- Increase your strength.
- Reduce your risk of pneumonia.
- Reduce your risk of developing blood clots in your legs.
- Shorten your stay in the hospital.
A member of the rehab team will visit you the day after your transplant. Your sessions will begin with the rehab staff checking your blood pressure while you are seated and standing. Your heart rate and rhythm will be watched throughout the whole session. You will start by taking short walks. These will increase in time and distance as you get stronger. Day 2 through the day you go home may also include seated biking or treadmill walking. Our goal is to have you perform upwards of 20 minutes of activity each day before you go home. Keep in mind, everyone’s recovery varies. Your plan will be made to suit you and your special needs.
Before you go home, you will get a referral to your local cardiac rehab program. It is vital to keep up with your exercise program with your local rehab staff once you go home. Your local rehab staff will receive information on your progress during your time in the hospital. It will be easy to start where you left off in your program with them.
Medical Alert Bracelet
- Why is this needed?
- Where do I get one?
- What information should be on this?
You should buy some type of medical identification jewelry. This is needed in case you are found during a medical emergency and are not able to talk. This will ensure that the UW Heart Transplant team can be called right away to guide those caring for you.
Here is a suggested wording with 5 lines, 20 characters per line limit.
S/P Heart Transplant
Ask for the
Our social worker will give you information on options for purchasing a medical alert bracelet. There may be options at your local pharmacy as well.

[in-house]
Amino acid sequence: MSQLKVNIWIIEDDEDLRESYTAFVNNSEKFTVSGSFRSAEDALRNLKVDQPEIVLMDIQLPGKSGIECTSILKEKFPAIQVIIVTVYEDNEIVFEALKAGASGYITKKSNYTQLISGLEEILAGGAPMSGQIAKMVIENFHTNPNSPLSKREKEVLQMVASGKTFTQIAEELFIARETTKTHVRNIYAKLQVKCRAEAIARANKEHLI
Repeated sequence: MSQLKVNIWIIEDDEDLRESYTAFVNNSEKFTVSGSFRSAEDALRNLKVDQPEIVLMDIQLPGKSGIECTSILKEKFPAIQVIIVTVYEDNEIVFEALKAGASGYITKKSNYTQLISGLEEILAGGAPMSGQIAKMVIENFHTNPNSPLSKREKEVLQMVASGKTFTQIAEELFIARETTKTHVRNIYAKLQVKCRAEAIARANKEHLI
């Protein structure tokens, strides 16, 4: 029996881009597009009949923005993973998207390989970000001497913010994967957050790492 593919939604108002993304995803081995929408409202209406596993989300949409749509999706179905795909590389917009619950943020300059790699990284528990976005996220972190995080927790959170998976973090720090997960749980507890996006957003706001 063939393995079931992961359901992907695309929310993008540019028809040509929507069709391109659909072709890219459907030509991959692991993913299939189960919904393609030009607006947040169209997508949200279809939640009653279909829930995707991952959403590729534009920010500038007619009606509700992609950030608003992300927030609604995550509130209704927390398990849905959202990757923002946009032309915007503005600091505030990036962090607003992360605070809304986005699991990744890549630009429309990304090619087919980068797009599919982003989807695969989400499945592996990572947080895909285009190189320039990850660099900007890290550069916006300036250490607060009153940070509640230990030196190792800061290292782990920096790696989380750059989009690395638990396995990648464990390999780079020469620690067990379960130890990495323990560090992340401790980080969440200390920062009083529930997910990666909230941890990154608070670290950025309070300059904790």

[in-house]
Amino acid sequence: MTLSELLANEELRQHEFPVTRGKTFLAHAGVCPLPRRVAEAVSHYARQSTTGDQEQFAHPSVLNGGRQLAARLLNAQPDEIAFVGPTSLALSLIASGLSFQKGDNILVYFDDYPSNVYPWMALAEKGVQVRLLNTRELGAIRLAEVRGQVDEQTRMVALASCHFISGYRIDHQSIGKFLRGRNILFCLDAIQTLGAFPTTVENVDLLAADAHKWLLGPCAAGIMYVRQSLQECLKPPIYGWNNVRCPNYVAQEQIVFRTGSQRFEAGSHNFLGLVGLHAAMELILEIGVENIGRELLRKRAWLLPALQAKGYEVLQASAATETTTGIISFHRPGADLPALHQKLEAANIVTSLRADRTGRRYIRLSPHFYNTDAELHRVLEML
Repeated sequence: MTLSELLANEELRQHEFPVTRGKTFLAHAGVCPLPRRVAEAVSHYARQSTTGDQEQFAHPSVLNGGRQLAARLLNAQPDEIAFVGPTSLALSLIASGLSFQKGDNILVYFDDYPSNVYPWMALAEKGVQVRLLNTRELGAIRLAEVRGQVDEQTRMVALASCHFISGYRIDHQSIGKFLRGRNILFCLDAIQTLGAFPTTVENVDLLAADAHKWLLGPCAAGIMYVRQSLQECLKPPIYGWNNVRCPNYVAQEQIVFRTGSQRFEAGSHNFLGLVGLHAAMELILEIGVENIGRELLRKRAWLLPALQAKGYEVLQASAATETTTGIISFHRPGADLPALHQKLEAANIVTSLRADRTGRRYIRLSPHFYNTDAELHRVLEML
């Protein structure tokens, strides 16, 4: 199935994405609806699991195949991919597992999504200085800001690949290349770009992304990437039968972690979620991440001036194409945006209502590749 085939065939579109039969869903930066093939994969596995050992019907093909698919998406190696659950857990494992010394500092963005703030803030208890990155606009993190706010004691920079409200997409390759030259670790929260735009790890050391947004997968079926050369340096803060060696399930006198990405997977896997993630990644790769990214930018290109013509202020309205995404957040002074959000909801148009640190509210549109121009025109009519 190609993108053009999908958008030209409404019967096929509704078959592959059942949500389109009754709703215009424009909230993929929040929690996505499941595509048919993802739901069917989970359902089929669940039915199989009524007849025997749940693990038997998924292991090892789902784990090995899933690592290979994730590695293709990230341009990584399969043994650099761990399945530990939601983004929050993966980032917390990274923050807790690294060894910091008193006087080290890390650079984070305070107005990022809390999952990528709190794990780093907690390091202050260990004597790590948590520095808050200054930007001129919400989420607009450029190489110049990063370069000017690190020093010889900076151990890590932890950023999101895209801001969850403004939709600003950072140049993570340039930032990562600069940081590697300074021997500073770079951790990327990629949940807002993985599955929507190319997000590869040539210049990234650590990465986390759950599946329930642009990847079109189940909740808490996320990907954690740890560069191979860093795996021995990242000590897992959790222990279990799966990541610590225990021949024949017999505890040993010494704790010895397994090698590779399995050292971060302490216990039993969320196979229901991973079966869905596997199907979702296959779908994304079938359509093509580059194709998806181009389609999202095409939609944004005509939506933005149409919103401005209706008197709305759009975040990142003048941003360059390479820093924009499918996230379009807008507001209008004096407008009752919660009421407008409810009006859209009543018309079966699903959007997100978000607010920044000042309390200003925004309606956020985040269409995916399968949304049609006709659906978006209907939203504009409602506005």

Appointment with your Local Medical Doctor
- When do I need to see my local doctor after transplant?
- What do I need to call my local doctor for after transplant?
You must have a local doctor to follow your care. Plan to see your local doctor shortly after your transplant. We rely on the local doctor to address routine health issues such as diabetes and minor infections. We’ll work closely with your doctor to give you the best care. The transplant team will manage your transplant medicines. The transplant team will also address any issues about your heart. You will need to follow the advice of your local doctor and the transplant team in regards to diet, exercise, and other health needs. We want you to live a normal, healthy life after transplant.
Commitment to Follow-Up Care
- What things do I need to do after my transplant?
- What will I need for support from family and friends to meet these commitments?
For a transplant to be a success, you need to commit to:
- Follow the treatment plan prescribed by your doctors.
- Call your coordinator about any problems and symptoms.
- Take all prescription drugs as prescribed.
- Follow the diet and exercise plan devised by your doctor.
- Keep your appointments, clinic visits, lab draws, and biopsies.
- Do not abuse your body by smoking, drinking, or using non-prescribed medicines and herbals.
Life after Transplant
- What are some things I can do to cope with my emotions after transplant?
After transplant, people can live a normal, healthy life. Adjusting to your transplant can be tough for the patient and loved ones. It is common to feel anxious, depressed, or frustrated. This may be due to your medicines as well as the stress of having a new heart. Talk with someone about your feelings. The transplant team, your nurse, or social worker can help you cope with these emotions. Sharing your feelings with your loved ones and other may also be helpful. Most areas have support group meetings for people who have had transplants and for their loved ones to attend.
The information provided should not be used during any medical emergency or for the diagnosis or treatment of any medical condition. A licensed physician should be consulted for diagnosis and treatment of any and all medical conditions. Call 911 for all medical emergencies. Any duplication or distribution of the information contained herein is strictly prohibited.
Last Updated: 04/01/2010
Copyright © 03/31/2010 University of Wisconsin Hospitals and Clinics Authority. All rights reserved. Produced by the Department of Nursing. HF#6547